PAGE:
DHS principal resigns; D-428 board modifies 1-to-1 tech plan

DeKALB – DeKalb School District 428 Superintendent Doug Moeller will remain interim principal of DeKalb High School for the remainder of the school year after the district board unanimously approved a resignation agreement with former Principal Tamra Ropeter.

Ropeter was placed on paid administrative leave after a controversial Black History Month assembly put on by the high school’s Black Student Union on Feb. 24. Ropeter was out the next day. At the time, Moeller told parents it was because of a scheduled medical absence.

She was officially put on leave Feb. 26, which is when Moeller sent out a letter to parents informing them that Ropeter would be out for the rest of the year to address “personal matters.”

Ropeter will be paid according to her $125,000 salary through June 30, which is when her contract was set to end. The separation agreement said Ropeter was put on leave because of parental concerns about the assembly.

Ropeter did not attend Tuesday’s meeting. The board recognized the DHS Forensics team Tuesday, including Ariel Williams, who took second place in the state competition for the same piece she performed at the assembly. Moeller said Ropeter didn’t resign because of the assembly.

“There were other issues involved besides the BSU assembly,” Moeller said. “There were some seriously personal issues. There was a lot more to it.”

Moeller added that although he personally didn’t find the portion of the assembly he saw as offensive, the backlash could have been handled better.

“There are some things that maybe weren’t handled appropriately, but that didn’t necessarily lead to her resignation,” he said. “There were a lot of personal issues that we can’t discuss.”

The school district also took action Tuesday on modifying the one-to-one technology rollout plan, which aims to put Chromebooks and tech devices in the hands of District 428 students. The plan comes with a multimillion-dollar price tag, however, and board members have voiced concern about whether or not the district has the money to fully implement the plan.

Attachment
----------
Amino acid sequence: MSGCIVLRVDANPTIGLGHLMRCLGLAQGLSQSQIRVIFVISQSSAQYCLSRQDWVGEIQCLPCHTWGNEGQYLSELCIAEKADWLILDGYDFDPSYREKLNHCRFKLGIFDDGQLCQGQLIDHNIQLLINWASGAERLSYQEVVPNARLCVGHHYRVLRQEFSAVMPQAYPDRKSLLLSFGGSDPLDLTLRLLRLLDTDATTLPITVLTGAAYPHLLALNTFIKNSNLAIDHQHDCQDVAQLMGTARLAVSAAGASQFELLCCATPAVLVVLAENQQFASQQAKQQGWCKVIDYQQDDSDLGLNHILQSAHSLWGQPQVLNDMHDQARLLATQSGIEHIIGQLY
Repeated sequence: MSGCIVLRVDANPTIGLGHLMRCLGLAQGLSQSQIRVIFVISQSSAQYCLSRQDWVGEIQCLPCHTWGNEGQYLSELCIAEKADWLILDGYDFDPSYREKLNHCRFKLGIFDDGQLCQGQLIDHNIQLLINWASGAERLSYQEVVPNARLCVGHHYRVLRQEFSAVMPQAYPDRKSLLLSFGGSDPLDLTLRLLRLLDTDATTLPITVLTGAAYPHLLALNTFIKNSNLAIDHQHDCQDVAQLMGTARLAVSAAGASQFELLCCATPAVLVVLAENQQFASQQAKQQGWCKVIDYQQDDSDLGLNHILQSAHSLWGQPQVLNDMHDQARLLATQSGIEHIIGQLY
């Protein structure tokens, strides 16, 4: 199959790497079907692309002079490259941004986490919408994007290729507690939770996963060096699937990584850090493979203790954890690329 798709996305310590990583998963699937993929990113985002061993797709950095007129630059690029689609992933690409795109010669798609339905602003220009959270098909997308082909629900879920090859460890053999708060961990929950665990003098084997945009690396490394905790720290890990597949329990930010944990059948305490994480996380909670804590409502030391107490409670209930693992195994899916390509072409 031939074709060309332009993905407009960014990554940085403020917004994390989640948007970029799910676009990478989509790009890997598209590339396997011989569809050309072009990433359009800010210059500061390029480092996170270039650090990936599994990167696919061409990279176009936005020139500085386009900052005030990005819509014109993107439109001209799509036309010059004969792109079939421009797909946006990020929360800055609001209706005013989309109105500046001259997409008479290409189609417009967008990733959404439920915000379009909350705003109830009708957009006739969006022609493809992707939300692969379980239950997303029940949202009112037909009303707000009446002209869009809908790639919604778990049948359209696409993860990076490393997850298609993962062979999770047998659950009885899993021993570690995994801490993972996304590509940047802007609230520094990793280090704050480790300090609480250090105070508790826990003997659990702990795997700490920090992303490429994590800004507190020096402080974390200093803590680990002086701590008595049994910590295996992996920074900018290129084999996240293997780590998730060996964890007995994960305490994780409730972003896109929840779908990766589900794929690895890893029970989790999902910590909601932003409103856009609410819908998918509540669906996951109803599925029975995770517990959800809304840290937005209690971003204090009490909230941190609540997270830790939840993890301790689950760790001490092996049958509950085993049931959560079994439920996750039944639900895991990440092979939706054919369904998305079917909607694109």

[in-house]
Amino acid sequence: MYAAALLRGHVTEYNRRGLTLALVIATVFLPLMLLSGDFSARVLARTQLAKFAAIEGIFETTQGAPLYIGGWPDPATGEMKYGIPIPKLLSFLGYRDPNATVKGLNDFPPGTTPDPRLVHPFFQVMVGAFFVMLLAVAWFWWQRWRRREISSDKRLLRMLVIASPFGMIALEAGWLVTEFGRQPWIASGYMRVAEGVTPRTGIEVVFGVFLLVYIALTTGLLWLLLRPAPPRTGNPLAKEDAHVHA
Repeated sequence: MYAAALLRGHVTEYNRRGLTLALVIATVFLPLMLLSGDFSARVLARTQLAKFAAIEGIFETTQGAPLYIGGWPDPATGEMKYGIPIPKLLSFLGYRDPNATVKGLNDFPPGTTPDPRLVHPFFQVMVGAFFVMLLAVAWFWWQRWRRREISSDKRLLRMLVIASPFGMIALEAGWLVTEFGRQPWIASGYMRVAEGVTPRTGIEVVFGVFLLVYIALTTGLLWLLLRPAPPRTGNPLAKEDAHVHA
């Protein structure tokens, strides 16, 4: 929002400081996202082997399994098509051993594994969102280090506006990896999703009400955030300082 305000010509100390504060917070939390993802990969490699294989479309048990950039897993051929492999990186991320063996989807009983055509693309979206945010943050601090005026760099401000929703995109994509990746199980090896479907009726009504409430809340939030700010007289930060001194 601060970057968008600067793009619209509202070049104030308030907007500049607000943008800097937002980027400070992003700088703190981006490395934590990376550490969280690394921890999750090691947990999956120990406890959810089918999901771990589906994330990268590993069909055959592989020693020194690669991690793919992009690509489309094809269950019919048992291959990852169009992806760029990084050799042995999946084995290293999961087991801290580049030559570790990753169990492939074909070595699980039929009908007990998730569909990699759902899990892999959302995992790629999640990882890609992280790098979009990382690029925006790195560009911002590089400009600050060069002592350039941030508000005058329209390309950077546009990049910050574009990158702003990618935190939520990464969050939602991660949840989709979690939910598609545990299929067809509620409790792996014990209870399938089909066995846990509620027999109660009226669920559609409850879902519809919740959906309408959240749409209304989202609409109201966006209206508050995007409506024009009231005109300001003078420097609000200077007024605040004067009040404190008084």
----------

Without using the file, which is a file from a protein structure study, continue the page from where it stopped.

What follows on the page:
The modified plan means students in grades three, 11 and 12 will receive Chromebooks next school year, and kindergartners, first- and second-graders won’t be included in the program unless the district’s financial situation changes. The district projects ending up in a $1.7 million deficit for the 2016-17 school year, even with the modified plan.

The last time the district board met, members Rick Smith and Fred Davis both said they weren’t in favor of the district spending more money on the technology initiative. Davis said he could support the modified plan if absolutely necessary, and Smith said he didn’t want to spend an extra penny.

Both Smith and Davis were absent at Tuesday’s meeting. The board unanimously approved the modified plan.

Officials have implemented other cost-saving measures, said Andrea Gorla, the district’s superintendent of business and finance. In 2016-17, the copier won’t be replaced at the high school, which will save $95,000. The district also raised student registration rates by $20, which is estimated to bring in about $49,000 annually. Moving forward, the district will budget $50,000 for copier replacements. Officials also removed $16,000 from the elementary school budget that would have gone to building improvements.

Board President Victoria Newport said she felt confident about the modified technology plan.

“It’s a great way to go ahead and get more grade levels in one-to-one,” she said. “But also keep an eye on the financial side. In the high school especially, it really levels the playing field so much.”